it and ended up exceeding my already high expectations.
JH: One thing I really like about
this film is that while it seems to be both totally aware of the
Women-In-Prison genre, it actually doesn't contain a single clichéd moment.
It's as if you're using the characteristics of the WIP flick, but you're
avoiding a simple rehash of the genre. Was that a conscious choice?
OS: Absolutely. The last thing I wanted to do was make a
throwback film. Clichés are overused conventions, and since this genre is
effectively a dead one, if the film corresponded with narrative conventions
that don't exist anymore it wouldn't appeal to anyone but its avid fans. I
strive to work within a genre rather than look at its form - which means you
need to reinterpret it in order to create a new experience for modern viewers.
If you distill all other elements, at the heart of this
genre is a sense of desperation unique to the female experience. Male-prison
films primarily deal with escape and individuality. The women had no hope for
either. The early movies presented conforming to domesticity - another
form of oppression - as the only solution for the criminal woman. In 1950,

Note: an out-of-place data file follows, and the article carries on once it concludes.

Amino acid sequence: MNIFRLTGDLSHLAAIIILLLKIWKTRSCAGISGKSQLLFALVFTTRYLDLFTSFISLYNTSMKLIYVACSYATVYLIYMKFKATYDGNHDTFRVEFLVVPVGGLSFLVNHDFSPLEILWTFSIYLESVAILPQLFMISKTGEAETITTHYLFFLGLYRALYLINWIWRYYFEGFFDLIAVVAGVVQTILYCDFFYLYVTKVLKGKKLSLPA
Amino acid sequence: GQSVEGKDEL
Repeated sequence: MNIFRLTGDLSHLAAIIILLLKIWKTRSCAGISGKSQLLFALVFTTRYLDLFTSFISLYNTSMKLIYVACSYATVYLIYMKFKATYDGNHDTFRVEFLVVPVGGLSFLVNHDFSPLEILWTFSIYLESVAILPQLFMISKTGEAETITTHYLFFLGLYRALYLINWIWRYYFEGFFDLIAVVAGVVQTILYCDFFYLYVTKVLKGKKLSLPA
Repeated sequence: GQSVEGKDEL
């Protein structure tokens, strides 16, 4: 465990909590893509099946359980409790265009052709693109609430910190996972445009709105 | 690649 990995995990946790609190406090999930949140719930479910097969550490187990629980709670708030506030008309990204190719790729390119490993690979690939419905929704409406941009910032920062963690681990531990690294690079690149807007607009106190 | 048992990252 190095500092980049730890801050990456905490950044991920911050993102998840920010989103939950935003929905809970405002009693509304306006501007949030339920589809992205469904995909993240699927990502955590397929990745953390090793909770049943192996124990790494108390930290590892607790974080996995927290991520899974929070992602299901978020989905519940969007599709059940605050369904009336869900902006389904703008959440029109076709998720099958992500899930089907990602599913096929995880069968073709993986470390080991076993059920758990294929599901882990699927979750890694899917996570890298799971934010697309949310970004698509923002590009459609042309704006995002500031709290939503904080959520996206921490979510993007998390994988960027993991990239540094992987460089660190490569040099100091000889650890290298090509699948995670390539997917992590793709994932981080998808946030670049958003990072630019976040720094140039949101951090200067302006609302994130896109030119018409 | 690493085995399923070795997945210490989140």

CAGED changed that to a tone of complete desperation - a system that punishes
the criminal and corrupts the innocent. This theme was the main thing I
worked around, for which I thought the visual language of Noir was befitting.
JH: Margaret Anne Florence is
terrific as #1031. What kind of discussions did you have about the character?
OS: Margaret Anne was a godsend. We were about a week before
the shoot without anyone cast as #1031. I was very close to calling the whole
thing off. A good friend referred me to her in the nick of time.
I'm not sure I recall the specifics of our pre-filming
discussions, but I tend to talk at length with actors about who the character
is and make sense of anything that might not. Margaret Anne was dead-on. She
has an innocent flair in her eyes that cries out from within the
darkness. I found myself so mesmerized by her performance that many times
I wouldn't yell cut, just to roll more film on it.
I also showed her CAGED, because Eleanor Parker was a big
inspiration for her character. Hell, I showed it to everyone, it's the best